Parris Island Under Water? One Study Says It Could Happen

Drill instructors present their new Marines with Eagle, Globe and Anchors during the emblem ceremony Sept. 7, 2013, at the Iwo Jima flag raising statue on Parris Island, S.C. (Photo by Lance Cpl. MaryAnn Hill)
Drill instructors present their new Marines with Eagle, Globe and Anchors during the emblem ceremony Sept. 7, 2013, at the Iwo Jima flag raising statue on Parris Island, S.C. (Photo by Lance Cpl. MaryAnn Hill)

Marine Corps Recruit Depot Parris Island sits on about 8,000 acres of land. A fifth of that, according to one study, could be under water by 2050.

A recent study by the Union of Concerned Scientists highlighted 18 military installations threatened, to varying degrees, by sea-level rise. Marine Corps Air Station Beaufort and the depot -- which is significantly threatened, according to one study author -- were included in the survey.

"Half of these bases stand to lose more than a quarter of their land by the end of the century," said Shana Uvardy, a certified flood plain manager and one of the authors of "The U.S. Military on the Front Lines of Rising Seas."

"Four of these bases will lose a fifth of their land by 2050," she continued.

Parris Island is among them.

The air station is less threatened, Uvardy said, because it is farther inland.

Regardless, people should care about the threat sea-level rise poses to bases, she said. Tax dollars are at stake, and military installations are economic drivers in their communities.

Raising the stakes

Parris Island's economic impact on the community is more than $570 million dollars annually, according to depot spokesman Staff Sgt. Greg Thomas.

The depot employs more than 3,000 people, including 1,300 civilians.

Thomas, who first came to the island in 1998, said he personally hasn't noticed any change in sea levels or flooding at the base.

"As far as affecting our ability to train recruits, (sea-level rise) doesn't (affect us) at all," he said.

Depot officials are talking about sea-level rise, he said, but he's not aware of any action that's been taken to address the matter. There are portions of the beach that are reinforced by large concrete chunks, but those have been there since Thomas' first tour on the island.

Other installations, such as Langley Air Force Base in Virginia, have taken steps to address the matter, according to Uvardy.

At Langley, steps included elevating heating and air-conditioning units and transformers, and installing flood barriers at the entrances of buildings. And, Uvardy said, the base partnered with the National Aeronautics and Space Administration to develop a tool to predict inundation due to flooding.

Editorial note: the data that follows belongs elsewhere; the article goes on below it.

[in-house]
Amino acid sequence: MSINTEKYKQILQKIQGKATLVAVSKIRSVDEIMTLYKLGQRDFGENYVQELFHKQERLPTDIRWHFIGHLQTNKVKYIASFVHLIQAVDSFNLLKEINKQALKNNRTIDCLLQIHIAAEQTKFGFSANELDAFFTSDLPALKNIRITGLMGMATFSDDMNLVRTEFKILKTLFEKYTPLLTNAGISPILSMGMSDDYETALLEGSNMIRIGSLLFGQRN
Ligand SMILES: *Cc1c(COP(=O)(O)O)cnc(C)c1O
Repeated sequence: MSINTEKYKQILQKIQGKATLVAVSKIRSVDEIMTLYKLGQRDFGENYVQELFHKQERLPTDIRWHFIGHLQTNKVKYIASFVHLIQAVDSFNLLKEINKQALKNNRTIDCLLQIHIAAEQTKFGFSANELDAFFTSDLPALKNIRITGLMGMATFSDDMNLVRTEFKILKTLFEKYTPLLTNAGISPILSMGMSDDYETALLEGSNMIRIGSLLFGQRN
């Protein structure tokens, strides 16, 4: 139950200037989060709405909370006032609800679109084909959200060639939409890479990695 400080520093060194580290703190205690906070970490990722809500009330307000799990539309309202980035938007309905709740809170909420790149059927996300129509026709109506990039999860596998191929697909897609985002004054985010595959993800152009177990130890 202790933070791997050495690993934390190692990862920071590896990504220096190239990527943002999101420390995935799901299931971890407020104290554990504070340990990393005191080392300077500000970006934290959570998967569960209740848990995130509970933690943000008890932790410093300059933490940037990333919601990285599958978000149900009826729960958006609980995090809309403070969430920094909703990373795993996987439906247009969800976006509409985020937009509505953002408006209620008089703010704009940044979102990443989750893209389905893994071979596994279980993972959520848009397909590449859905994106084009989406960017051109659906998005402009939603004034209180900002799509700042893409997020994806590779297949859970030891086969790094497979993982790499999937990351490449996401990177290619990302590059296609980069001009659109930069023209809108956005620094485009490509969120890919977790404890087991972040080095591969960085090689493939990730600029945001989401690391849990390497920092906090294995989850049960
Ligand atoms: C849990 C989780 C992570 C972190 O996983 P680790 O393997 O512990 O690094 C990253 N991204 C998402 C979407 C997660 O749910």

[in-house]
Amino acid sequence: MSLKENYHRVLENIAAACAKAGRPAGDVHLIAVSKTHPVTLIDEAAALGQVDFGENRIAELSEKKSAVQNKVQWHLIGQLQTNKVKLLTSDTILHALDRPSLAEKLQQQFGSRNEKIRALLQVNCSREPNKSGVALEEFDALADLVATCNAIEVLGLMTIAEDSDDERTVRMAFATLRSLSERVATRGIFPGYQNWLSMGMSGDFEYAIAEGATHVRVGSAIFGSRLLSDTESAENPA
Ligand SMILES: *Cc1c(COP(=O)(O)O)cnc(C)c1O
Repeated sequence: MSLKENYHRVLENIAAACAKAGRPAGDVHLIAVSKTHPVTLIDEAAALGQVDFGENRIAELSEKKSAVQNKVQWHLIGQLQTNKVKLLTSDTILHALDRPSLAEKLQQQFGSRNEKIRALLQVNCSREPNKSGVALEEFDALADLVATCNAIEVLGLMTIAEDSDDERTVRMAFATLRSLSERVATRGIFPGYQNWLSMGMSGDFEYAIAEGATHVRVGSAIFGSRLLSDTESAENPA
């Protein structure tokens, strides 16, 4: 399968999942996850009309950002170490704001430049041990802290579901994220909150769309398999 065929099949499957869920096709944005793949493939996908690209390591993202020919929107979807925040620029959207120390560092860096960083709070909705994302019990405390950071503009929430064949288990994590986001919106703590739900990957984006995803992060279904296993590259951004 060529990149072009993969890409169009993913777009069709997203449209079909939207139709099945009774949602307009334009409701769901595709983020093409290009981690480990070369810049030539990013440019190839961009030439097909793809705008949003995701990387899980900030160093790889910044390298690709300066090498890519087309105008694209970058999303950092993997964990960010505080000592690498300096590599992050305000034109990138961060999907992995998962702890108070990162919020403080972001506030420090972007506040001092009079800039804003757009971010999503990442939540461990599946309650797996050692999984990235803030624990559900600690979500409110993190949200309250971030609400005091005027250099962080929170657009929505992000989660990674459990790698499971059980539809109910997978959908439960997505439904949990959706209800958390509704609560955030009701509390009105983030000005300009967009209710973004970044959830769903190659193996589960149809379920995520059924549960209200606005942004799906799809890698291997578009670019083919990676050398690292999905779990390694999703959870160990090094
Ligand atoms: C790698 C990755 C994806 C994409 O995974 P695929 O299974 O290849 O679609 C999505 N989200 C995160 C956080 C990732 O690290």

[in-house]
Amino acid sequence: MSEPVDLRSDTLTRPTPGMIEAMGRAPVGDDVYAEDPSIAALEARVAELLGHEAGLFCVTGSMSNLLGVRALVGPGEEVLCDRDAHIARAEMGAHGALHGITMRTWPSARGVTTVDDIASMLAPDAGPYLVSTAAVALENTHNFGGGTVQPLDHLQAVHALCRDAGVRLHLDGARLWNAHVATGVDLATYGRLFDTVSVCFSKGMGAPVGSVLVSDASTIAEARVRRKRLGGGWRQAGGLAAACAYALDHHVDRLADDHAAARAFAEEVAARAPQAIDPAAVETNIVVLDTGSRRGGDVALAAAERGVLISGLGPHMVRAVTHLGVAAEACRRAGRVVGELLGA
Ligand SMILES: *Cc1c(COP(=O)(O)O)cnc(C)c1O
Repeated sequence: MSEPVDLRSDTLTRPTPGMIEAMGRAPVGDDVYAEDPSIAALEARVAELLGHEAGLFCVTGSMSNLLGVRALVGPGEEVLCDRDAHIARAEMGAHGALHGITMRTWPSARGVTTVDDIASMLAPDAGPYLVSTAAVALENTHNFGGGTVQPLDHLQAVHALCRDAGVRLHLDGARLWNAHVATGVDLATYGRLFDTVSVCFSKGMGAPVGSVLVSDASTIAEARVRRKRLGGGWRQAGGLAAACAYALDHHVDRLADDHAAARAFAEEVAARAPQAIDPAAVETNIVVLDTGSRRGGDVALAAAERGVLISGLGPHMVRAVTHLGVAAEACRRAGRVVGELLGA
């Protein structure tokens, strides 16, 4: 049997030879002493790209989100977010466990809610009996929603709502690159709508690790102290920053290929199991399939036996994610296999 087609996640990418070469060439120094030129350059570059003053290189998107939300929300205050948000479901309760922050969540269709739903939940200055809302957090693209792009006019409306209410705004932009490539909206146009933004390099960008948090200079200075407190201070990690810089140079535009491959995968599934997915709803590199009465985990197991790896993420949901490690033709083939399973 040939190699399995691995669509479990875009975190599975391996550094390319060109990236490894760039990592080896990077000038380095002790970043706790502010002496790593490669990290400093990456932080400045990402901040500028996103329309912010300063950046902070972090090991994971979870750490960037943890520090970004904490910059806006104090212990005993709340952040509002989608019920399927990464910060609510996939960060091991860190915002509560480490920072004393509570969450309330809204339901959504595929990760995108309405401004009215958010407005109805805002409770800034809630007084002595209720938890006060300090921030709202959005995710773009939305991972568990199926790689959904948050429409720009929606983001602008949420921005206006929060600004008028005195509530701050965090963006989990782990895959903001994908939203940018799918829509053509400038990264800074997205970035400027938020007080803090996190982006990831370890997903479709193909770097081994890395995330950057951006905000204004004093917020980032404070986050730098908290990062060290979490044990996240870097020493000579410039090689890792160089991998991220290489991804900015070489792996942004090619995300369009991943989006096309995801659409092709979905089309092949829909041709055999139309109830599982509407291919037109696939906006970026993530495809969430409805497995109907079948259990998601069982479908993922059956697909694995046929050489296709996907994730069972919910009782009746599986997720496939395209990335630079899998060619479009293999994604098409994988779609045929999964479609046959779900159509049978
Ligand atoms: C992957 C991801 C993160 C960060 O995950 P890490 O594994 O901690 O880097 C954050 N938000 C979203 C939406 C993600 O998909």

On a driving tour of Parris Island, Thomas said that some of the depot's HVAC units had been raised or were installed on the tops of buildings. And he pointed out units that were still on the ground, such as those adjoined to houses on the base and the unit that sits behind his office building.

There is flooding on the island sometimes, he said, but only after extreme tides and heavy rain.

"Climate change effects are being integrated into planning, assessment, response and related decision-making support activities across Parris Island," the Corps said in a statement.

Roughly 3,200 acres on the island are "habitable" -- meaning not marsh -- according to Thomas. The highest point on the island is about 20 feet above sea level; the average is about 9.

"With Parris Island, it's going to see the flooding sooner, and much more extensively," Uvardy said. "By the end of the century, extreme tides could inundate 85 percent of the installation roughly 10 times per year."

Not gonna creep up on us

"Looking at maps, you can see the air station is a lot less vulnerable than Parris Island," said Elizabeth Fly, a coastal climate specialist with the South Carolina Sea Grant Consortium.

The air station is one of 13 installations that Uvardy's study determined could lose a fifth of its land by the end of the century. But the Marine aviators are confident their runways will remain dry.

"Our runways are fine," air station spokesman Capt. Clayton Groover said. "Nothing's going to creep up on our runways."

Groover said that, prior to his arrival in June 2015, the base had been asked to do a "data call" -- a study that examined tide levels at three, six, nine and 12 feet. Even at the highest levels, only "minor infrastructure" was affected.

When asked to define "minor infrastructure," Groover declined. But he said that the effects of sea-level rise, even at the most extreme levels, would be insignificant and would not impact base operations.

The air station sits on one of the highest points of Beaufort County, according to Ginnie Kozak, planning director with the Lowcountry Council of Governments.

The council spearheads a federally funded joint land-use study -- how civilian infrastructure development affects local military operations. Part of that study now includes the Sea Level Rise Preliminary Infrastructure Assessment.

"Using existing data about sea-level rise, we're looking at how infrastructure -- highways, bridges, roads, sewer and water, electrical -- that serves the county might be impacted by sea-level rise, and how it would affect the military facilities," she said.

The assessment, which began near the end of 2015, is ongoing.

"This area is known for its excellent relationships between the military and community," she said.

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